The topic of California’s housing affordability crisis is not new in the U.S. In March 2020, a report from the California Housing Partnership indicated the population of affordable rental units needed in California was at an overwhelming 1.4 million. Due to the dire housing shortage in California, the homeless population is rapidly growing in the state, as the White House’s Council of Economic Advisors estimated 47% of the country’s homeless to be in California.
Following this crisis, several financing initiatives have been picking momentum recently across the state to encourage more development. From these initiatives, some markets have already started effectively addressing the crisis, while others have not. This article highlights California’s top five markets where housing construction affordability is improving, based on data from Yardi Matrix.
Rents in San Francisco have repeatedly appeared among the highest across the country. In February 2020, the average rent rate in San Francisco was at $3,150, putting it in second place countrywide after Manhattan. The metro’s high cost of living was continually pushing people out to the broader Bay Area.
However, the San Francisco market had 22 fully affordable developments, bringing the total to 2,482 units underway as of March. This accounted for more than a quarter of the total multifamily construction pipeline. The largest project in progress in the metro area is the Chinatown Community Development Center’s Ping Yuen at 838 Pacific Ave. The project features a full rehabilitation and renovation of a 12-story, 200-unit property initially constructed in 1962.
In February 2020, the Central Valley had the lowest rental rates averaging at $1,167 per month compared to California’s major metro areas. The market also features more than a quarter of the market’s units that are in fully affordable properties, although upward pricing pressure drove the need for additional deliveries. Central Valley’s rents surged by 6.9% in 12 months ending February 2020. In that period, only two affordable projects totaling 116 units came online. While only 426 units were in progress as of March 2020, it accounted for nearly 20% of the market’s multi-housing development pipeline.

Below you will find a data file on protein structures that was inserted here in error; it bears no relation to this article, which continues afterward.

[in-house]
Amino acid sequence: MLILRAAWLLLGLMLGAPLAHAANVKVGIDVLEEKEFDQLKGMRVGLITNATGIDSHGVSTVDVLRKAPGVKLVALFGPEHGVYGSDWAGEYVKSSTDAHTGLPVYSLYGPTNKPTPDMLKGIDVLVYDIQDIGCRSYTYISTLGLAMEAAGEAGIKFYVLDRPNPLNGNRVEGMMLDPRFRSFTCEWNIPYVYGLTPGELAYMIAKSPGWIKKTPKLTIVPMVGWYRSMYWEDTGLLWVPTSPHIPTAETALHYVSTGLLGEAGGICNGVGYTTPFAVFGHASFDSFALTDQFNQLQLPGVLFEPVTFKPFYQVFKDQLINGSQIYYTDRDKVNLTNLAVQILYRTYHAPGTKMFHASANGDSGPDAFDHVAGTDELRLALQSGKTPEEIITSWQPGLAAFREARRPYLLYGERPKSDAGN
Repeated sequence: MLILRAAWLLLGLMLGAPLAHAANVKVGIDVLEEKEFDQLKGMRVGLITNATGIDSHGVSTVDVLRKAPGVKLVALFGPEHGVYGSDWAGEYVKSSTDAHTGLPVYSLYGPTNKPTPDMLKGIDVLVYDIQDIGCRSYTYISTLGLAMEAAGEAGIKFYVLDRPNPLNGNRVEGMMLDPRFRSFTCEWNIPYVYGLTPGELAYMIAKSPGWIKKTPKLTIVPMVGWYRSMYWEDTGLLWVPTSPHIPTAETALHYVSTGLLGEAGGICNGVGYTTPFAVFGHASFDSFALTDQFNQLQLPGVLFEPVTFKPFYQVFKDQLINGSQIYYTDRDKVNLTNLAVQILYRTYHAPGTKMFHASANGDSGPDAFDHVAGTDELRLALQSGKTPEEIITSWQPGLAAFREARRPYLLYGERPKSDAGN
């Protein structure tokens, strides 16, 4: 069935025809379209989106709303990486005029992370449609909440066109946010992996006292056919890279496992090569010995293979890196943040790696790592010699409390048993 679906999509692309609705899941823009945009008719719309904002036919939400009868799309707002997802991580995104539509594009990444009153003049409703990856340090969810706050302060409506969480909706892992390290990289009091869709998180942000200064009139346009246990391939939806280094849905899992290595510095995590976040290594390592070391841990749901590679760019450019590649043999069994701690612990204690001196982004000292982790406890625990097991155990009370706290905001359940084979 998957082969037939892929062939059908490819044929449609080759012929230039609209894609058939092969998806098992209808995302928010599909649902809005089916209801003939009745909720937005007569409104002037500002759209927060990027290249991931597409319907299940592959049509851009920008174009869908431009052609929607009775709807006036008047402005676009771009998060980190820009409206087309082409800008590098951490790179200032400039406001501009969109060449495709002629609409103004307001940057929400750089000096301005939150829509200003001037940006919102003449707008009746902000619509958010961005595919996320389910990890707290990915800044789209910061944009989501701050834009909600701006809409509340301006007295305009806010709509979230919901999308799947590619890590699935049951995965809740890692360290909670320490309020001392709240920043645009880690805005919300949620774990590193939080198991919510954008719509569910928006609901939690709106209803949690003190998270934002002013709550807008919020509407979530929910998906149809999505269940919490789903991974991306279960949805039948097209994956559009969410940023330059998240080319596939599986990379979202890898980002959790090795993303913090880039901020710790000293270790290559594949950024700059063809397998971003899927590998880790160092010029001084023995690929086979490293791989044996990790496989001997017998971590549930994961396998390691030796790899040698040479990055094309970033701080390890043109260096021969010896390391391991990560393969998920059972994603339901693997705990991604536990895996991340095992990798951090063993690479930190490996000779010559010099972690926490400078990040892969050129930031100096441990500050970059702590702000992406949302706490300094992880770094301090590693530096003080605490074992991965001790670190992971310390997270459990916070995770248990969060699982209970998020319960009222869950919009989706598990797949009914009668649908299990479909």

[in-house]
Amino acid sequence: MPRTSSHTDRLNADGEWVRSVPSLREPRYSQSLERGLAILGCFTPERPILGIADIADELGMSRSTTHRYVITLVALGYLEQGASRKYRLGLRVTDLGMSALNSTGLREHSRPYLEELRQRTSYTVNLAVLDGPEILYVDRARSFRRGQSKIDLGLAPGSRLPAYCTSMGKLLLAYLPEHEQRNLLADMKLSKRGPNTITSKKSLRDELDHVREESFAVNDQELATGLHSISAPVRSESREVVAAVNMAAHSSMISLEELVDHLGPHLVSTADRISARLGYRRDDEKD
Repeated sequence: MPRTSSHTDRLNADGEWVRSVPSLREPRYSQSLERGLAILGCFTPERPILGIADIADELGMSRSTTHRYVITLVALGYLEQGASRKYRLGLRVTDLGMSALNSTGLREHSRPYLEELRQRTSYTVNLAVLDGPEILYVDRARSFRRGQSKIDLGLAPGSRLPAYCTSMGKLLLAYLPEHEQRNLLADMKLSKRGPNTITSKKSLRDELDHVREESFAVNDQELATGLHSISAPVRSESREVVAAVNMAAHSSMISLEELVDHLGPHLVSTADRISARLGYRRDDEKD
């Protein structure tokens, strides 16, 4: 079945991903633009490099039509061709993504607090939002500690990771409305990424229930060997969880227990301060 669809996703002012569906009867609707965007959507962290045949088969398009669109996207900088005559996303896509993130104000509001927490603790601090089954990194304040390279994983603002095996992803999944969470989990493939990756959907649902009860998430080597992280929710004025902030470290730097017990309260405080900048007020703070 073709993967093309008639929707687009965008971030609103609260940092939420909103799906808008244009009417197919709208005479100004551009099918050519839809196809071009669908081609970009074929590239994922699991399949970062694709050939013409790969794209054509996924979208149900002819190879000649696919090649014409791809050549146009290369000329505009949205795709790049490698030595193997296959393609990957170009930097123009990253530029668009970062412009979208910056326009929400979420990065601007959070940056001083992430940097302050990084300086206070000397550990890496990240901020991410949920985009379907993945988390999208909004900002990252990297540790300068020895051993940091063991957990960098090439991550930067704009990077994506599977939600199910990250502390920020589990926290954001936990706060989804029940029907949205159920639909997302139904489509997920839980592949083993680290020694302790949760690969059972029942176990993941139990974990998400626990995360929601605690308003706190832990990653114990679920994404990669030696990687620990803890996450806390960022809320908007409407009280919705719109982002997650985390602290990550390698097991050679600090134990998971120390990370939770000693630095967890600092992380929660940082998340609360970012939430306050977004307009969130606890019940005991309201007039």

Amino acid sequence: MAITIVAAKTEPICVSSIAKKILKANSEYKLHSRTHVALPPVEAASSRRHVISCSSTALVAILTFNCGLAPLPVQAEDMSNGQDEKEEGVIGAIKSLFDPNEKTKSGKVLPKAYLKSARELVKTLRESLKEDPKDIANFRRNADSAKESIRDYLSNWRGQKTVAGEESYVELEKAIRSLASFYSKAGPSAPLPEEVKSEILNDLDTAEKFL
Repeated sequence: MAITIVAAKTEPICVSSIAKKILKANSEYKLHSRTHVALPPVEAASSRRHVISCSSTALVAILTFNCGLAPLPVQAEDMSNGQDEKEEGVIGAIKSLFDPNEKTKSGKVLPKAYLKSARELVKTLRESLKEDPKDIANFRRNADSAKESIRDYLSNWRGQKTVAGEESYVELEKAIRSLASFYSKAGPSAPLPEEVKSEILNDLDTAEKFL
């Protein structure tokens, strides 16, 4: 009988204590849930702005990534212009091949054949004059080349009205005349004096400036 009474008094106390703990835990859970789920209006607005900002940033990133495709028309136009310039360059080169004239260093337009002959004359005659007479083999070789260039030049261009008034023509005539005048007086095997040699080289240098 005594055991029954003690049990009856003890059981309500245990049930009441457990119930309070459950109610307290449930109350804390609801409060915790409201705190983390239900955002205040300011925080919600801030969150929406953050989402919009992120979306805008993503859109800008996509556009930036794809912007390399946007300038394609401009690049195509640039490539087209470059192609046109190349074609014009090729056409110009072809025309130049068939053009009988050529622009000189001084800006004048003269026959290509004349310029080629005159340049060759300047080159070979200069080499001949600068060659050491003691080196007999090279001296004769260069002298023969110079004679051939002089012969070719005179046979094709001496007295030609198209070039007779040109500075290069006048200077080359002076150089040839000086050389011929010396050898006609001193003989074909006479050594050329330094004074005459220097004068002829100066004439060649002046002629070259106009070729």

Meanwhile, the second phase of Sierra Vista in Stockton with 100 units, owned by AHDC and the Housing Authority of San Joaquin, is one of the largest developments in progress in Central Valley, whose construction kicked off in August 2019 and is set to be ready in mid-2021. The first phase with 115 units was delivered in February 2020.
The Inland Empire market has significantly lower housing costs compared to nearby Los Angeles. As of February 2020, the average monthly rental rate was $1,592, compared to L.A.’s $2,391. The Inland Empire market experiences unique challenges, with significantly lower wages due to the area’s high concentration of manufacturing, retail, and logistics jobs.
Affordable housing in the Inland Empire had a relatively huge presence in the metro area as of February 2020, with about 30,000 units online, which accounted for 19.2% of the total inventory. Despite only 69 units being delivered in 2019, 2020 was expected to be more dynamic, with 773 units expected.
One of the largest projects in the area was the Orange Housing and C & C Development’s Mission Trail, which featured an 81-unit community at 32585 Mission Trail in Lake Elsinore whose construction began in early 2019. The project’s $26.2 million costs were provided by the City of Lake Elsinore and Bank of America.
In February 2020, the East Bay market had the fourth-highest average monthly rents in California behind San Francisco, the South Bay, and Los Angeles. Although it’s less expensive than some of its neighbors, affordability is becoming more severe within the area. However, a limited share of 506 of the 4,099 units delivered in 2019 was in fully affordable communities. At the start of March 2020, 1,778 affordable units were underway, indicating a stronger outlook. The units were set to be delivered before the end of 2020 to add housing capacity desperately needed across the East Bay.
Several of Orange County’s cities came under fire for declining to adhere to the new affordable housing requirements. Despite that, many parts of the market continued to reject demands from the state. However, Orange County’s affordable housing was growing as of March. In Early March, 732 units were expected, accounting for slightly above 14% of the multifamily development pipeline in March. Moreover, a joint venture between AMG, Jamboree Housing, and The Pacific Cos in mid-2019 commissioned the 419-unit Metro Senior park, the largest project in progress set to be delivered in 2020.